$f$ is in the image of the function$j:R^* \to (R \to R)$ from the free monoid$R^*$ on $R$, i.e. the set of lists of elements in $R$, to the function algebra$R \to R$, such that

$j(\epsilon) = 0$, where $0$ is the zero function.

for all $a \in R^*$ and $b \in R^*$, $j(a b) = j(a) + j(b) \cdot (-)^{\mathrm{len}(a)}$, where $(-)^n$ is the $n$-th power function for $n \in \mathbb{N}$

for all $r \in R$, $j(r) = c_r$, where $c_r$ is the constant function whose value is always $r$.

$f$ is in the image of the canonical ring homomorphism$i:R[x] \to (R \to R)$ from the polynomial ring in one indeterminant $R[x]$ to the function algebra$R \to R$, which takes constant polynomials in $R[x]$ to constant functions in $R \to R$ and the indeterminant $x$ in $R[x]$ to the identity function $\mathrm{id}_R$ in $R \to R$

With scalar coefficients

For a commutative ring$R$, a polynomial function is a function$f:R \to R$ with a natural number$n \in \mathbb{N}$ and a function $a:[0, n] \to R$ from the set of natural numbers less than or equal to $n$ to $R$, such that for all $x \in R$,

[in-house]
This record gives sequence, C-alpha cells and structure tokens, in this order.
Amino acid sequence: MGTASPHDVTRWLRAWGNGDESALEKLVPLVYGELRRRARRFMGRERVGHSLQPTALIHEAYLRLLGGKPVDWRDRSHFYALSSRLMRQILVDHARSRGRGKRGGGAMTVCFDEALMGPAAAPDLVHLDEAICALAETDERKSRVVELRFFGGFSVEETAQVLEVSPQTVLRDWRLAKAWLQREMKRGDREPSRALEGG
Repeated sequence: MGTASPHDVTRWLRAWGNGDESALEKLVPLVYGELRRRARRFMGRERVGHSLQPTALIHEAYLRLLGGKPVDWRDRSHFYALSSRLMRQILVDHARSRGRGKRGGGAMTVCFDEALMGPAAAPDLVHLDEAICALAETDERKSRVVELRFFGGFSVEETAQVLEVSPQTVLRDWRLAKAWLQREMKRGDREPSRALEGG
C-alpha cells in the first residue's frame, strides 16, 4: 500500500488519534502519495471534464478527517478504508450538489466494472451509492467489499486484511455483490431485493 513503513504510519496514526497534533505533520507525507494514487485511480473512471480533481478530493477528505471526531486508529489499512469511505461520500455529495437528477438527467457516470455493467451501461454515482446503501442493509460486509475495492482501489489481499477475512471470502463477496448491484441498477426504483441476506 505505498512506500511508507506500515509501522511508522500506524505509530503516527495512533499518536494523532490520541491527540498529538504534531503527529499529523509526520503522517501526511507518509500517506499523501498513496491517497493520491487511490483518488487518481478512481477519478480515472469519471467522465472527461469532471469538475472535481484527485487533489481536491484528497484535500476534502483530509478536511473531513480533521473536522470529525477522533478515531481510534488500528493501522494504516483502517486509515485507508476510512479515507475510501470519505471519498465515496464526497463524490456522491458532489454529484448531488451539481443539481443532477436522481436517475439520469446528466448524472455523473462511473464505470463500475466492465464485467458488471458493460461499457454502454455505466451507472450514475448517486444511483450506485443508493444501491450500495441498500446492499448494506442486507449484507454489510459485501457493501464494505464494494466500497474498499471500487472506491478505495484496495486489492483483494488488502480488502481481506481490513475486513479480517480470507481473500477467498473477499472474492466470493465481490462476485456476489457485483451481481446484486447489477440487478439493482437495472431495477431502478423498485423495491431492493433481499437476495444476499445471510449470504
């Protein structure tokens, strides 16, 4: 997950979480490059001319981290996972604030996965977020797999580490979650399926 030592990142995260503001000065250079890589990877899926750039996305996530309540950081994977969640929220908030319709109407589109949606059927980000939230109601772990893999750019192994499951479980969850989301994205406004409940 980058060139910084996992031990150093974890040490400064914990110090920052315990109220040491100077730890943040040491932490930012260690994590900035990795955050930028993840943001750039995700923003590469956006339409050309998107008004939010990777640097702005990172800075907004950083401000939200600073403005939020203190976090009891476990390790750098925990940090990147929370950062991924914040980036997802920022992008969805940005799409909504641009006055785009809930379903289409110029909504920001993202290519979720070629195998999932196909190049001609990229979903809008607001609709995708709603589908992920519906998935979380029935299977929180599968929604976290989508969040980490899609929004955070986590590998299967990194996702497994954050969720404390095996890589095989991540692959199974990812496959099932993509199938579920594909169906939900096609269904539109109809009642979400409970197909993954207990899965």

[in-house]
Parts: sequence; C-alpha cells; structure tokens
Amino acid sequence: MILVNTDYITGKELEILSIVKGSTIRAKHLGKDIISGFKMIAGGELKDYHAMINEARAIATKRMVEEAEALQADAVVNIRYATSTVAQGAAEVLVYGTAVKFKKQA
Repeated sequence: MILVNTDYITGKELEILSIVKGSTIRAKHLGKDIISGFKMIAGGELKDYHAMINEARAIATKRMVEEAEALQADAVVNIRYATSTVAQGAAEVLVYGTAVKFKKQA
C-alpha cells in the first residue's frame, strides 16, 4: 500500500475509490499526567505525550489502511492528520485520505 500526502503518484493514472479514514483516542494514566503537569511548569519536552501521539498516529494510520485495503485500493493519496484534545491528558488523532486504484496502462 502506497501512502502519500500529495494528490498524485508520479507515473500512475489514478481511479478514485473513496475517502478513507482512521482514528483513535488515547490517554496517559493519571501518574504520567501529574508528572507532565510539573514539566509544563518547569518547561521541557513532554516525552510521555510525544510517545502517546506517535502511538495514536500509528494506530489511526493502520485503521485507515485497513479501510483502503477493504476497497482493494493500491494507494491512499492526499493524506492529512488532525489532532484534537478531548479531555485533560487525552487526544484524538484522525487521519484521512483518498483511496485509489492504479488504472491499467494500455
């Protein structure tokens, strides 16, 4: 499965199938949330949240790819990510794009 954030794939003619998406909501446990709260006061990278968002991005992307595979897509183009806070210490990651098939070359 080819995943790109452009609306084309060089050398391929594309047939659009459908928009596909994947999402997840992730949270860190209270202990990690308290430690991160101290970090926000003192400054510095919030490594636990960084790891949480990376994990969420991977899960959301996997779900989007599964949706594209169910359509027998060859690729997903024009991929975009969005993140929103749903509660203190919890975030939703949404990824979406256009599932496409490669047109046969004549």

$f(x) = \sum_{i:[0, n]} a(i) \cdot x^i$

where $x^i$ is the $i$-th power function for multiplication.

In non-commutative algebras

For a commutative ring$R$ and a $R$-non-commutative algebra$A$, a $R$-polynomial function is a function$f:A \to A$ with a natural number$n \in \mathbb{N}$ and a function $a:[0, n] \to R$ from the set of natural numbers less than or equal to $n$ to $R$, such that for all $x \in A$,

$f(x) = \sum_{i:[0, n]} a(i) x^i$

where $x^i$ is the $i$-th power function for the (non-commutative) multiplication.